Now, you might think, “What, am I rewarding their chewing”. Well, that is good logic. But it doesn’t work like that. The trick is to interrupt the behavior at the beginning, and redirect your dog to an appropriate chew toy.
When your dog is still learning the rules of the house, it is nice to have a chewing toy he loves at hand at all times.
Provide plenty of exercise
As we said previously, a tired dog is a good and well-mannered dog. Exercise is important for your dog’s health, but also his behavior and temperament.
When your dog gets plenty of exercise, he will not turn to destructive behavior.
You can provide exercise by walking, playing fetch, and more. Find out what your dog loves to play with, and provide that.
Some dogs are good enough with a quick walk. Others, however, need more running. Check exercise needs before getting a dog, and see if the breed you want fits your lifestyle and free time.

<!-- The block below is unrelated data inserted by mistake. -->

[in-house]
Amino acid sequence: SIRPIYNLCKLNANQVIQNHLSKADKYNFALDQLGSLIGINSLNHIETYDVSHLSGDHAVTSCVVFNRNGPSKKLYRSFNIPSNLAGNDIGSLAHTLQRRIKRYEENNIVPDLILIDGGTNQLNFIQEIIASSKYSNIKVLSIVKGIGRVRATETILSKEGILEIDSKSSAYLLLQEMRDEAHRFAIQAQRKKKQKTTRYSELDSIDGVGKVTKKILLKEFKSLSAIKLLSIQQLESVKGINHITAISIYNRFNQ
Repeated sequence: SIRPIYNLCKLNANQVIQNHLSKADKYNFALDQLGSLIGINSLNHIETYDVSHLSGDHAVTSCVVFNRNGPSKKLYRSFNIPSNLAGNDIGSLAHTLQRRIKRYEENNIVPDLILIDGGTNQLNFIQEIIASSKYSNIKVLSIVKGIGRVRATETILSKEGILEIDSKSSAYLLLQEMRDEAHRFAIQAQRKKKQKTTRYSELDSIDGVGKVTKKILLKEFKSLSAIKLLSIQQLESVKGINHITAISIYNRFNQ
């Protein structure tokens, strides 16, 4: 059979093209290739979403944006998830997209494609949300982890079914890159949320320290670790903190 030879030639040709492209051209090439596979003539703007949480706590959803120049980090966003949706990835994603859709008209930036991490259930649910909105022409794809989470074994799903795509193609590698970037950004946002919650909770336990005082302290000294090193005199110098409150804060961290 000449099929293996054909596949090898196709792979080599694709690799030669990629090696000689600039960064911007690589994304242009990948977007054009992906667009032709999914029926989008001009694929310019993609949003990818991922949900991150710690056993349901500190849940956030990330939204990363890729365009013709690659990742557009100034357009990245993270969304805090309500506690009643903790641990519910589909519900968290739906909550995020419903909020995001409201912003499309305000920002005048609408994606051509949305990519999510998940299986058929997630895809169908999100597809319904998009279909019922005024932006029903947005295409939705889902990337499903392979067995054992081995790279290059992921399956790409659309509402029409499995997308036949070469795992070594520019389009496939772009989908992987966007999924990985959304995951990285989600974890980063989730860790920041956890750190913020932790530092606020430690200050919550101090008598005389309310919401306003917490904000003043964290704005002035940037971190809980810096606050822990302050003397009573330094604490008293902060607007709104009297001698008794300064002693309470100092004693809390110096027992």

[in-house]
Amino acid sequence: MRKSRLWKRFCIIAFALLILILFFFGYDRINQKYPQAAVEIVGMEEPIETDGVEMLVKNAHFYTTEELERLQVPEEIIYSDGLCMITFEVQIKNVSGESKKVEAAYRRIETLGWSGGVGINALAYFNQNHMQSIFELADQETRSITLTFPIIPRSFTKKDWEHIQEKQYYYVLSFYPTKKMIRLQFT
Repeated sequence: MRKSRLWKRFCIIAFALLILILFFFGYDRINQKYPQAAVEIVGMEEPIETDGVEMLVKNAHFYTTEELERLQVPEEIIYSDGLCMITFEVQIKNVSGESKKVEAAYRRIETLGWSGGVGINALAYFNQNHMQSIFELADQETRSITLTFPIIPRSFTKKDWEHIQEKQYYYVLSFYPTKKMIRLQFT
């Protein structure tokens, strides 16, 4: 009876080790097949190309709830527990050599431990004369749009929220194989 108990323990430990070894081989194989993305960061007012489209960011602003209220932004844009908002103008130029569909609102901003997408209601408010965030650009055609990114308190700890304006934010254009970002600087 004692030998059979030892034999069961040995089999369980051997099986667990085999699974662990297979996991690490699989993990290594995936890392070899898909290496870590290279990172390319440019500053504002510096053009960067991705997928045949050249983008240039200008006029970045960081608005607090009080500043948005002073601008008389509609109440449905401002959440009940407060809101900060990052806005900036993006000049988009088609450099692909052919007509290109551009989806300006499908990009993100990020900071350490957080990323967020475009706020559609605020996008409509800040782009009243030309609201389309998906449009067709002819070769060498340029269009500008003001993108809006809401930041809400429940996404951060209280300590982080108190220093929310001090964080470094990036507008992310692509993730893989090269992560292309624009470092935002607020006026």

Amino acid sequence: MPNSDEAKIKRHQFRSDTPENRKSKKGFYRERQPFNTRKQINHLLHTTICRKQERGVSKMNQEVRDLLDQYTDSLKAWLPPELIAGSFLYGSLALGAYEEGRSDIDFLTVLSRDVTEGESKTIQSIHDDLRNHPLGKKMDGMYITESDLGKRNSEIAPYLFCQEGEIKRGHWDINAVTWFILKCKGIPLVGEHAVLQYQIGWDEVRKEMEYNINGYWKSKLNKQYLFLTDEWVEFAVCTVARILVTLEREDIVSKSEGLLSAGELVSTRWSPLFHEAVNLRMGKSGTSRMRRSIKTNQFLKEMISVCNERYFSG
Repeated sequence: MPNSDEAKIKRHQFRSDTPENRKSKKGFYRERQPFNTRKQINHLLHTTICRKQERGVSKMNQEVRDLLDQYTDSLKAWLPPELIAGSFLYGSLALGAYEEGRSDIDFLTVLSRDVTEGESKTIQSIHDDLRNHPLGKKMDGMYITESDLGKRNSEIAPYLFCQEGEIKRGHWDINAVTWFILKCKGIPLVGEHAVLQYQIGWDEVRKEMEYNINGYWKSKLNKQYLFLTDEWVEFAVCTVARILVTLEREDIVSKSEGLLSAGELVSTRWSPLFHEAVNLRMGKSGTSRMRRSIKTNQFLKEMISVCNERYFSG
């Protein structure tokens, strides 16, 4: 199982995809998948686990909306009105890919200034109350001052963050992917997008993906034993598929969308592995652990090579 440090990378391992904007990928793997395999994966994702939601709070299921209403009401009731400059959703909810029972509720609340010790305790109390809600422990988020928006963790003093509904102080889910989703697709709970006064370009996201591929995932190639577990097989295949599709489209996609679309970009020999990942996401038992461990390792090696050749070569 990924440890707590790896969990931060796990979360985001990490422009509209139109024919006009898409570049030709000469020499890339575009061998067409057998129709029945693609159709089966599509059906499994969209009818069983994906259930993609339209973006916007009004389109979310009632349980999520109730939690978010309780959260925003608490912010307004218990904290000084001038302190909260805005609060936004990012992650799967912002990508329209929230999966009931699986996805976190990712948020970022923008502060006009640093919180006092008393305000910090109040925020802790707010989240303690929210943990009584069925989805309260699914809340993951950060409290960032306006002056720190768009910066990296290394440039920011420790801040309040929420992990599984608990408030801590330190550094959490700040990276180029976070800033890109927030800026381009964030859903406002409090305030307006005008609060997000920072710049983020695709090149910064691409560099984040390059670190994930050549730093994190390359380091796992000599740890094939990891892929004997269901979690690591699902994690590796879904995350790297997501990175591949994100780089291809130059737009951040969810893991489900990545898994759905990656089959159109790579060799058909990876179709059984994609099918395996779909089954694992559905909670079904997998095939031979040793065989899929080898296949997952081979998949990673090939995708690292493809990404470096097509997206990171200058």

Supervision is vital
When you get a young puppy, it is crucial that you establish some house rules. But in order for your dog to follow these rules, you have to be consistent and patient with your training. And most importantly, you have to supervise your dog.
That might be hard if you have to go to work and leave the house empty. You can solve that by getting a crate and crate training your puppy. And in the house, you can keep your dog on a leash to monitor his movement.
One thing to note for crate training: choose a safe place. That should be dog-proof. Provide fresh water and safe toys.
Bad-tasting repellants and sprays
You can try to utilize and use bad-tasting repellants. There are many scents that your dog simply doesn’t like.
For example, dogs do not love the bitter apple spray. Or you can get some dog repellant at the local pet shop.